Recovery From Mind Control

People leave religious cults in several ways.

Walk Outs

These people simply leave out of frustration with the mind control. They are tired of having someone else tell them what to think and what to do all the time. Unless they shed the mind control, walk-outs may lead destructive or fear-filled lives. They still assume the leaders are right, therefore, they believe God is angry with them. They often fall into self-destructive or addictive lifestyles. They are rarely able to reconnect with society or their own God-given personalities.

Kicked Outs

These people are shunned or excommunicated for a variety of reasons, usually related to the fact that they failed to respect the leaders as required. Or, they may have emotional problems that created issues within the group. Or, they may have discovered that the leaders have committed a crime or harmed some members in some way. Their knowledge or objections make them a hazard to the leaders.

Burn Outs

These people have been so abused spiritually, mentally, physically, emotionally or financially, that they are barely able to function on a normal basis. Some have been sexually abused and have emotional stress, self-hatred, and anxiety as a result. Some exhibit the Post-Traumatic Stress syndrome commonly experienced by war survivors. They are confused, perhaps even physically ill, afraid and unable to trust anyone, most of all themselves.

Grow Outs

These people have simply grown past the mind control and retained or regained confidence in their own judgment. They have taken charge of their lives again. However, these people may find it very difficult to trust God or another church affiliation.

Find Outs

These are people who are given or stumble onto information that explains the situation; enabling them to leave the mind control without fear and guilt. These people usually take several years to work through the adjustment to normal living and attitudes. Ten years is about average. Education: scriptural as well as secular, cultivating new friends and establishing a new environment and restoring one’s God-given personality are most helpful. The more one learns, the greater the healing.

Counseled Outs

These people are rare. No studies have been done on the needs of people who were born and raised within a mind control group. Few studies have been done on those who have stumbled into or out of a mind control group. Most counselors are ill-equipped to handle the complexities of “exit counseling” because there are so many factors involved in mind control, and each person’s experience is different, even within the same group. However, there are exit-counselors available, although hard to find.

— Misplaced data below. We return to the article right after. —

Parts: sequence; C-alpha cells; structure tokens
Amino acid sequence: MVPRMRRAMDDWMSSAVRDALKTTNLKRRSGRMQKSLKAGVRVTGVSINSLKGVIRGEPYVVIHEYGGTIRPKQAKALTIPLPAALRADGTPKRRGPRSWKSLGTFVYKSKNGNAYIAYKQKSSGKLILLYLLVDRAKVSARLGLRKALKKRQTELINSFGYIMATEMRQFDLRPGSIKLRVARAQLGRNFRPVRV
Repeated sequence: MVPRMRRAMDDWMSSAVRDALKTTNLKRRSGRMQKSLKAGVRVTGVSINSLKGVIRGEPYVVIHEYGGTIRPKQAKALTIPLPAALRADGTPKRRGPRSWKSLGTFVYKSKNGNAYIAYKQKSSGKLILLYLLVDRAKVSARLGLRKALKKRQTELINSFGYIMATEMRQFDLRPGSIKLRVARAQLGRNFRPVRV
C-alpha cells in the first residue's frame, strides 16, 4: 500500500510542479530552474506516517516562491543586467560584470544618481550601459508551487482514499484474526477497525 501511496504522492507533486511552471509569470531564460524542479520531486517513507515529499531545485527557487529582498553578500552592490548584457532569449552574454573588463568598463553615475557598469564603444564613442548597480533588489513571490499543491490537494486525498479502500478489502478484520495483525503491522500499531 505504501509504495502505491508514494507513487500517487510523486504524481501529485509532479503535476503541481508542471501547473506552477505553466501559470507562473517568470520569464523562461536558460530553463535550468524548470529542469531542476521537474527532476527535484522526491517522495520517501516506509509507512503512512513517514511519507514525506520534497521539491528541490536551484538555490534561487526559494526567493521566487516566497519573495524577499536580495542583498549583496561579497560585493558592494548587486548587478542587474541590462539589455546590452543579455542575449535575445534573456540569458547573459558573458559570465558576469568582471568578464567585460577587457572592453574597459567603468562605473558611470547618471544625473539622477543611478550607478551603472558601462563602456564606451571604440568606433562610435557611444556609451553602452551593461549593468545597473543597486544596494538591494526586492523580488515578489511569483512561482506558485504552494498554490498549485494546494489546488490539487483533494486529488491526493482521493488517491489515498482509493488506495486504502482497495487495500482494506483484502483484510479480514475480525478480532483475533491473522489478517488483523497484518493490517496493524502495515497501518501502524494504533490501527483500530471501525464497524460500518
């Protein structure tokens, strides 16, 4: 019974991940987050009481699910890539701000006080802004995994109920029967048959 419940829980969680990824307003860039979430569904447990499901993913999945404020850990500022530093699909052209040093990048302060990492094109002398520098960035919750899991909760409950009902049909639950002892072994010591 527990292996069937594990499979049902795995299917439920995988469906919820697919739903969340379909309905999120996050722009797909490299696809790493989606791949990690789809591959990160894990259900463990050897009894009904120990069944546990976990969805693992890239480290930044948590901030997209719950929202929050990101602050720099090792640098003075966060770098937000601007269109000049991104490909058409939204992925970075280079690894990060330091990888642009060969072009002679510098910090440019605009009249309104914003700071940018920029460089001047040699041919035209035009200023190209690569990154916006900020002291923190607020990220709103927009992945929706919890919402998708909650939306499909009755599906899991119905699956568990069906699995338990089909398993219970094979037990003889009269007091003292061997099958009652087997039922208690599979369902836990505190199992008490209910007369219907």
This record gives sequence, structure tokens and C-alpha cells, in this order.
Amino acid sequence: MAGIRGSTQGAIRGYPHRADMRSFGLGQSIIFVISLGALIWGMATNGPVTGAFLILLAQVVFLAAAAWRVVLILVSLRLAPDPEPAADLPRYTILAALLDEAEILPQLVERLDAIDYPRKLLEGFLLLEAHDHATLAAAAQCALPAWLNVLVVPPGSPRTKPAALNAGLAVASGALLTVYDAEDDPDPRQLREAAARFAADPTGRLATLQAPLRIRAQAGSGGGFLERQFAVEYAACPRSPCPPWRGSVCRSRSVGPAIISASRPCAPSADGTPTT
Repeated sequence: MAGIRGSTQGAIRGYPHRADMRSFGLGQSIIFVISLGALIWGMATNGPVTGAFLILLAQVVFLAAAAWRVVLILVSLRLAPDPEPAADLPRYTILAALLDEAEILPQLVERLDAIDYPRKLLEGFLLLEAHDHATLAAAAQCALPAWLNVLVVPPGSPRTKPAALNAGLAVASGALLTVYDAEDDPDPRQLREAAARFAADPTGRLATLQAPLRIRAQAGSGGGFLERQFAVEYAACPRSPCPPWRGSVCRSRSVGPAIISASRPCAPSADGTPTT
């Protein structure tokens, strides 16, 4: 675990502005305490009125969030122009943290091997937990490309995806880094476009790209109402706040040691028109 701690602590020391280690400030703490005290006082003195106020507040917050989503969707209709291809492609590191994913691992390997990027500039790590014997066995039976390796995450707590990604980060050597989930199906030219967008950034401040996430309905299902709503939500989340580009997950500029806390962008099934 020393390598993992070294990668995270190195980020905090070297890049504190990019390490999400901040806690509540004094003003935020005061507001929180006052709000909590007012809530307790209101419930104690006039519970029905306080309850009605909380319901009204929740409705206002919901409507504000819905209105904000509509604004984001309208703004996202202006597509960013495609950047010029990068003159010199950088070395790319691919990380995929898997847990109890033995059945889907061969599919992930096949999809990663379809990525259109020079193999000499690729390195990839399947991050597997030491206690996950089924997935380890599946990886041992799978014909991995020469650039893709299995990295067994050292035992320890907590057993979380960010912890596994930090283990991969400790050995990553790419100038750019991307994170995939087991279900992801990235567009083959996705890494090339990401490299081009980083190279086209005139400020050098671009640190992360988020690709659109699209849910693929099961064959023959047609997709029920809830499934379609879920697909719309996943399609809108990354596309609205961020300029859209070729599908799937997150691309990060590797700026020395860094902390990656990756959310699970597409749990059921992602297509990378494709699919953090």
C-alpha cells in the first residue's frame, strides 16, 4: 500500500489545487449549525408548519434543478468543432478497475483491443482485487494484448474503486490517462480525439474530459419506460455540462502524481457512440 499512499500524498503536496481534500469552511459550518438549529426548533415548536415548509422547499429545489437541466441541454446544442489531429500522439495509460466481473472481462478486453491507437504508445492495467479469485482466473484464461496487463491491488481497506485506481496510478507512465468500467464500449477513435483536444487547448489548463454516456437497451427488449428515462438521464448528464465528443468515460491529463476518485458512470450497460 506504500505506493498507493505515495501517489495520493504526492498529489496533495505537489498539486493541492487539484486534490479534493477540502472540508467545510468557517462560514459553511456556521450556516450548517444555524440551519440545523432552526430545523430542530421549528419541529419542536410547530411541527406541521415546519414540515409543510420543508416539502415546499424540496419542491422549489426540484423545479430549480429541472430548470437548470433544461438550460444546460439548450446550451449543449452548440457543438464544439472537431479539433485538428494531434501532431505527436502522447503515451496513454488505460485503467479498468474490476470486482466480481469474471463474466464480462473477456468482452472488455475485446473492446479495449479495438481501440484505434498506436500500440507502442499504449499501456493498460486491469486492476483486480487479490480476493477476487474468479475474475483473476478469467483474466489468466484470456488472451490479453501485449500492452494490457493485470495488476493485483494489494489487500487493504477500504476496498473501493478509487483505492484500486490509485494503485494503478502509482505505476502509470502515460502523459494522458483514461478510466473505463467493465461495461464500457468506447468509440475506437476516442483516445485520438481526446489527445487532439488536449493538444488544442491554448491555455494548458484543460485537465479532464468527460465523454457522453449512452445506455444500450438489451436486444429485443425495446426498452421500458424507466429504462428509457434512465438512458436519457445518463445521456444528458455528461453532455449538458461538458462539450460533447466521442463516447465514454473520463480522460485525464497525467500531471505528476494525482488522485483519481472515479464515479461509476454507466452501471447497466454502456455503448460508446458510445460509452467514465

Common Myths

1. “Real” Christians can’t be fooled by religious cults.

False! Christians, pastors, theological students, and professors can become involved in religious cults, given the right conditions, false information, and deception. In fact, some of these people have been the origin of mind control groups.

2. Only uneducated or emotionally troubled people become involved in mind control groups.

False! Very sophisticated, wealthy people, college professors, college students, and well-adjusted, intelligent people are deceived into mind control groups every year. Idealism and wealth are often taken advantage of by cult leaders who usually aren’t interested in uneducated or troubled people.

3. Mind control and brainwashing are the same things.

False! Mind control is accomplished through subtle, friendly persuasion. Brainwashing is done against one’s will by a known enemy. Different methods are used.

4. Cult involvement happens to “other people”, not me or my family.

False! Religious cults are common dangers to every one of us. Many families are broken by them. Society, culture, even nations are affected by them. New Age and Islamic groups are particularly harmful to entire cultures. The eternal consequences to souls can never be tallied.

By Kathleen (Munn) Lewis

Suggested Reading

1. Churches That Abuse by Dr. Ronald Enroth

2. Recovering From Churches That Abuse by Dr. Ronald Enroth

3. Out of the Cults and Into the Church by Janis Hutchinson

4. Combating Cult Mind Control by Steven Hassan

5. Coping with the Cults by Lori Mac Gregor

6. The Subtle Power of Spiritual Abuse by David Johnson & Jeff VanVonderen

7. Cult Proofing Your Kids by Dr. Paul Martin

8. Shame and Grace by Lewis Smedes

9. Toxic Faith by Stephen Arterburn and Jack Felton

10. The Bondage Breaker by Neil Anderson

11. Understanding and Applying the Bible by J. Robertson McQuilkin

12. How to Study the Bible for Yourself by Tim La Haye

13. Jesus: Who Is This Man Who Says He’s God? by RBC Ministries, published by Discovery House Publishers.

14. God in Three Persons by Allen Vander Pol